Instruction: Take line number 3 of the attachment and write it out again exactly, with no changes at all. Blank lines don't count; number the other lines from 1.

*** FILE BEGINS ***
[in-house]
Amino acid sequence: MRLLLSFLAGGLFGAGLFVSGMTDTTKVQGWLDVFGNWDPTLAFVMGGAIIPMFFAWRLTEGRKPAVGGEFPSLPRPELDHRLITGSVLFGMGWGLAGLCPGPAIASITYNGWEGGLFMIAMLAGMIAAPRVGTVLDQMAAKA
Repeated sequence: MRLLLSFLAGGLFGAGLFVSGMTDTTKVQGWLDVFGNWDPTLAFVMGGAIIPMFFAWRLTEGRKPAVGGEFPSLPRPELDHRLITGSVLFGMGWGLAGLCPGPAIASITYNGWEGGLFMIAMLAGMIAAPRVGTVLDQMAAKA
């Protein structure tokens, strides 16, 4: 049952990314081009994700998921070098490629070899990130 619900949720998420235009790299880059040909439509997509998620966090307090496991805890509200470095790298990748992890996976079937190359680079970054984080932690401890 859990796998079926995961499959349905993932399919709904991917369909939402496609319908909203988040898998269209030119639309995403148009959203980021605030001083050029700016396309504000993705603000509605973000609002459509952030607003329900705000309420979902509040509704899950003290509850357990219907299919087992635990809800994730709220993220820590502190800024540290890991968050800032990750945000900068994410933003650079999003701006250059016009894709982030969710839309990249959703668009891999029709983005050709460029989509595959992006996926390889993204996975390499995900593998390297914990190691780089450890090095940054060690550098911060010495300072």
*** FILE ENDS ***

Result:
Repeated sequence: MRLLLSFLAGGLFGAGLFVSGMTDTTKVQGWLDVFGNWDPTLAFVMGGAIIPMFFAWRLTEGRKPAVGGEFPSLPRPELDHRLITGSVLFGMGWGLAGLCPGPAIASITYNGWEGGLFMIAMLAGMIAAPRVGTVLDQMAAKA